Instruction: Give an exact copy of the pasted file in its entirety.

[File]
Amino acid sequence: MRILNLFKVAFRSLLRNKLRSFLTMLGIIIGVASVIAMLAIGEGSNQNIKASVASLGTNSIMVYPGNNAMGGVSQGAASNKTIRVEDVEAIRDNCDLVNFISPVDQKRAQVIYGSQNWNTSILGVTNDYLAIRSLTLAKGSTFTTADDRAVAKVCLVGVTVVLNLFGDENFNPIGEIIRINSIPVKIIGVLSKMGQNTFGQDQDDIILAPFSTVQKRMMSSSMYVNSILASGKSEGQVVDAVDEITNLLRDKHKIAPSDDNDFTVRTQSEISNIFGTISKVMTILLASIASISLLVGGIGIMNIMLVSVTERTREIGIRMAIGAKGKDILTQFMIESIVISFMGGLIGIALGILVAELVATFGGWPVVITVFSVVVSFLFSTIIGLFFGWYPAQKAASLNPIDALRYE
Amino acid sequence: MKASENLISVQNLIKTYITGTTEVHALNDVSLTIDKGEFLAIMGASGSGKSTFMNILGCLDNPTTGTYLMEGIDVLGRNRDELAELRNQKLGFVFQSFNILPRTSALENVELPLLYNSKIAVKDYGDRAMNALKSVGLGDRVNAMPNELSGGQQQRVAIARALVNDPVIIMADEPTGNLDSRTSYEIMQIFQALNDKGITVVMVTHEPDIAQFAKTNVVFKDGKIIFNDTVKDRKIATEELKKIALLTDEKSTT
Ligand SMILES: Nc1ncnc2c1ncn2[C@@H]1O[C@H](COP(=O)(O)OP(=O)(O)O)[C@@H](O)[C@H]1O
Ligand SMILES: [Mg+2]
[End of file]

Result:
Amino acid sequence: MRILNLFKVAFRSLLRNKLRSFLTMLGIIIGVASVIAMLAIGEGSNQNIKASVASLGTNSIMVYPGNNAMGGVSQGAASNKTIRVEDVEAIRDNCDLVNFISPVDQKRAQVIYGSQNWNTSILGVTNDYLAIRSLTLAKGSTFTTADDRAVAKVCLVGVTVVLNLFGDENFNPIGEIIRINSIPVKIIGVLSKMGQNTFGQDQDDIILAPFSTVQKRMMSSSMYVNSILASGKSEGQVVDAVDEITNLLRDKHKIAPSDDNDFTVRTQSEISNIFGTISKVMTILLASIASISLLVGGIGIMNIMLVSVTERTREIGIRMAIGAKGKDILTQFMIESIVISFMGGLIGIALGILVAELVATFGGWPVVITVFSVVVSFLFSTIIGLFFGWYPAQKAASLNPIDALRYE
Amino acid sequence: MKASENLISVQNLIKTYITGTTEVHALNDVSLTIDKGEFLAIMGASGSGKSTFMNILGCLDNPTTGTYLMEGIDVLGRNRDELAELRNQKLGFVFQSFNILPRTSALENVELPLLYNSKIAVKDYGDRAMNALKSVGLGDRVNAMPNELSGGQQQRVAIARALVNDPVIIMADEPTGNLDSRTSYEIMQIFQALNDKGITVVMVTHEPDIAQFAKTNVVFKDGKIIFNDTVKDRKIATEELKKIALLTDEKSTT
Ligand SMILES: Nc1ncnc2c1ncn2[C@@H]1O[C@H](COP(=O)(O)OP(=O)(O)O)[C@@H](O)[C@H]1O
Ligand SMILES: [Mg+2]